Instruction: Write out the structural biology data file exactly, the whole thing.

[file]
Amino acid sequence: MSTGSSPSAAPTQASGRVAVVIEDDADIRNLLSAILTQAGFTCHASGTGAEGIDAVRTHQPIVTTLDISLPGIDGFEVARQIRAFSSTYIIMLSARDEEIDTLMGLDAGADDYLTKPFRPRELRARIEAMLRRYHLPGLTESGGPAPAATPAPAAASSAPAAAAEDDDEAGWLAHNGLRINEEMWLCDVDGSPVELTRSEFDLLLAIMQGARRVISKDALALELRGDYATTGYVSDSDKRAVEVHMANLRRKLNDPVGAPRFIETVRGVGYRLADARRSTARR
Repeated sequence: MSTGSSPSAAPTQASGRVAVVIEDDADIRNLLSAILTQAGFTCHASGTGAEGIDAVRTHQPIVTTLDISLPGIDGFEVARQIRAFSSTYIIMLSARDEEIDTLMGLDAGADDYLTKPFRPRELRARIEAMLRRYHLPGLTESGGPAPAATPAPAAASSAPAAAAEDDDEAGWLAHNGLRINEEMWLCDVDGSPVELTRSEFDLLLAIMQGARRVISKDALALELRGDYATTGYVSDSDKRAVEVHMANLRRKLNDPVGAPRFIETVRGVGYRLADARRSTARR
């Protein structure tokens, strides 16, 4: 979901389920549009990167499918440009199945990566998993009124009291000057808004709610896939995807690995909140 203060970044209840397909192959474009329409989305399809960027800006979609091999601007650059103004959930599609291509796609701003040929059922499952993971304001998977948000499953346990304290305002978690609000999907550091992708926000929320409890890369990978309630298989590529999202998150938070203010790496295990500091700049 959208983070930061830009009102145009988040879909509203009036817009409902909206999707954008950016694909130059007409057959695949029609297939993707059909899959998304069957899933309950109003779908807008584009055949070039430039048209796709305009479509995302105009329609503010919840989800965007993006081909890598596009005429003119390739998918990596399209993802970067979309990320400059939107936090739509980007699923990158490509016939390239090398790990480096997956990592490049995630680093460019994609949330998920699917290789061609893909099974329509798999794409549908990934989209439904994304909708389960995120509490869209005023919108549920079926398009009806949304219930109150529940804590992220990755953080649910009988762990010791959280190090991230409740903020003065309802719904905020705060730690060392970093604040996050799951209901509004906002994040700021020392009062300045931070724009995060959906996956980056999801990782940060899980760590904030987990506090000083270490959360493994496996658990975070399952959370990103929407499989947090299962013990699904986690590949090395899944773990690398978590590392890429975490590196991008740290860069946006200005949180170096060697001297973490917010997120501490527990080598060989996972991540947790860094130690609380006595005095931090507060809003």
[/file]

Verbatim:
Amino acid sequence: MSTGSSPSAAPTQASGRVAVVIEDDADIRNLLSAILTQAGFTCHASGTGAEGIDAVRTHQPIVTTLDISLPGIDGFEVARQIRAFSSTYIIMLSARDEEIDTLMGLDAGADDYLTKPFRPRELRARIEAMLRRYHLPGLTESGGPAPAATPAPAAASSAPAAAAEDDDEAGWLAHNGLRINEEMWLCDVDGSPVELTRSEFDLLLAIMQGARRVISKDALALELRGDYATTGYVSDSDKRAVEVHMANLRRKLNDPVGAPRFIETVRGVGYRLADARRSTARR
Repeated sequence: MSTGSSPSAAPTQASGRVAVVIEDDADIRNLLSAILTQAGFTCHASGTGAEGIDAVRTHQPIVTTLDISLPGIDGFEVARQIRAFSSTYIIMLSARDEEIDTLMGLDAGADDYLTKPFRPRELRARIEAMLRRYHLPGLTESGGPAPAATPAPAAASSAPAAAAEDDDEAGWLAHNGLRINEEMWLCDVDGSPVELTRSEFDLLLAIMQGARRVISKDALALELRGDYATTGYVSDSDKRAVEVHMANLRRKLNDPVGAPRFIETVRGVGYRLADARRSTARR
């Protein structure tokens, strides 16, 4: 979901389920549009990167499918440009199945990566998993009124009291000057808004709610896939995807690995909140 203060970044209840397909192959474009329409989305399809960027800006979609091999601007650059103004959930599609291509796609701003040929059922499952993971304001998977948000499953346990304290305002978690609000999907550091992708926000929320409890890369990978309630298989590529999202998150938070203010790496295990500091700049 959208983070930061830009009102145009988040879909509203009036817009409902909206999707954008950016694909130059007409057959695949029609297939993707059909899959998304069957899933309950109003779908807008584009055949070039430039048209796709305009479509995302105009329609503010919840989800965007993006081909890598596009005429003119390739998918990596399209993802970067979309990320400059939107936090739509980007699923990158490509016939390239090398790990480096997956990592490049995630680093460019994609949330998920699917290789061609893909099974329509798999794409549908990934989209439904994304909708389960995120509490869209005023919108549920079926398009009806949304219930109150529940804590992220990755953080649910009988762990010791959280190090991230409740903020003065309802719904905020705060730690060392970093604040996050799951209901509004906002994040700021020392009062300045931070724009995060959906996956980056999801990782940060899980760590904030987990506090000083270490959360493994496996658990975070399952959370990103929407499989947090299962013990699904986690590949090395899944773990690398978590590392890429975490590196991008740290860069946006200005949180170096060697001297973490917010997120501490527990080598060989996972991540947790860094130690609380006595005095931090507060809003």